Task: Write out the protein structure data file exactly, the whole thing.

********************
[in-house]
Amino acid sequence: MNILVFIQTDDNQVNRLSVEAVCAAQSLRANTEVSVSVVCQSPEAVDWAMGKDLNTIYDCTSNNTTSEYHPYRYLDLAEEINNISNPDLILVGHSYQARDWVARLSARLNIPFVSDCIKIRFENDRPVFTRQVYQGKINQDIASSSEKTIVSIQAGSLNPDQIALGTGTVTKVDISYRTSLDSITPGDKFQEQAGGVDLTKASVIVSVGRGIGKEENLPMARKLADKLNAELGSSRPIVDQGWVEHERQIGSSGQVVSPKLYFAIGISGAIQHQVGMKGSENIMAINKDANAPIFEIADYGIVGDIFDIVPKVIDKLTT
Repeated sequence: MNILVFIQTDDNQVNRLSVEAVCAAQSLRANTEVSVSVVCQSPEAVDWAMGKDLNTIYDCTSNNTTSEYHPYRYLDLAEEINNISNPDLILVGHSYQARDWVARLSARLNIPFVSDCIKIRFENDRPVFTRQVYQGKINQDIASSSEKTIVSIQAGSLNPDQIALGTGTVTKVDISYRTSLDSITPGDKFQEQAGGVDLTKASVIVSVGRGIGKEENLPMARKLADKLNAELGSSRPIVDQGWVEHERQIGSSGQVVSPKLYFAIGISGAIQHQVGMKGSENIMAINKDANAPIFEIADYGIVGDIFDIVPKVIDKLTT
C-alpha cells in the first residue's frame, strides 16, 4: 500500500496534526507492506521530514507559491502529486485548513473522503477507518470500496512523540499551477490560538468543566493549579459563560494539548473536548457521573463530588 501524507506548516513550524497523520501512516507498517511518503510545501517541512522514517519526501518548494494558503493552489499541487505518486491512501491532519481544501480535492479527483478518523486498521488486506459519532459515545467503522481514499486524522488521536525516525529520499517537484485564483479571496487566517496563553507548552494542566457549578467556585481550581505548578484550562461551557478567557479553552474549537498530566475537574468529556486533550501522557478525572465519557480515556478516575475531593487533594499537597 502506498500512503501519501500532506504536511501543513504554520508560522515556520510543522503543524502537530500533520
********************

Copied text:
[in-house]
Amino acid sequence: MNILVFIQTDDNQVNRLSVEAVCAAQSLRANTEVSVSVVCQSPEAVDWAMGKDLNTIYDCTSNNTTSEYHPYRYLDLAEEINNISNPDLILVGHSYQARDWVARLSARLNIPFVSDCIKIRFENDRPVFTRQVYQGKINQDIASSSEKTIVSIQAGSLNPDQIALGTGTVTKVDISYRTSLDSITPGDKFQEQAGGVDLTKASVIVSVGRGIGKEENLPMARKLADKLNAELGSSRPIVDQGWVEHERQIGSSGQVVSPKLYFAIGISGAIQHQVGMKGSENIMAINKDANAPIFEIADYGIVGDIFDIVPKVIDKLTT
Repeated sequence: MNILVFIQTDDNQVNRLSVEAVCAAQSLRANTEVSVSVVCQSPEAVDWAMGKDLNTIYDCTSNNTTSEYHPYRYLDLAEEINNISNPDLILVGHSYQARDWVARLSARLNIPFVSDCIKIRFENDRPVFTRQVYQGKINQDIASSSEKTIVSIQAGSLNPDQIALGTGTVTKVDISYRTSLDSITPGDKFQEQAGGVDLTKASVIVSVGRGIGKEENLPMARKLADKLNAELGSSRPIVDQGWVEHERQIGSSGQVVSPKLYFAIGISGAIQHQVGMKGSENIMAINKDANAPIFEIADYGIVGDIFDIVPKVIDKLTT
C-alpha cells in the first residue's frame, strides 16, 4: 500500500496534526507492506521530514507559491502529486485548513473522503477507518470500496512523540499551477490560538468543566493549579459563560494539548473536548457521573463530588 501524507506548516513550524497523520501512516507498517511518503510545501517541512522514517519526501518548494494558503493552489499541487505518486491512501491532519481544501480535492479527483478518523486498521488486506459519532459515545467503522481514499486524522488521536525516525529520499517537484485564483479571496487566517496563553507548552494542566457549578467556585481550581505548578484550562461551557478567557479553552474549537498530566475537574468529556486533550501522557478525572465519557480515556478516575475531593487533594499537597 502506498500512503501519501500532506504536511501543513504554520508560522515556520510543522503543524502537530500533520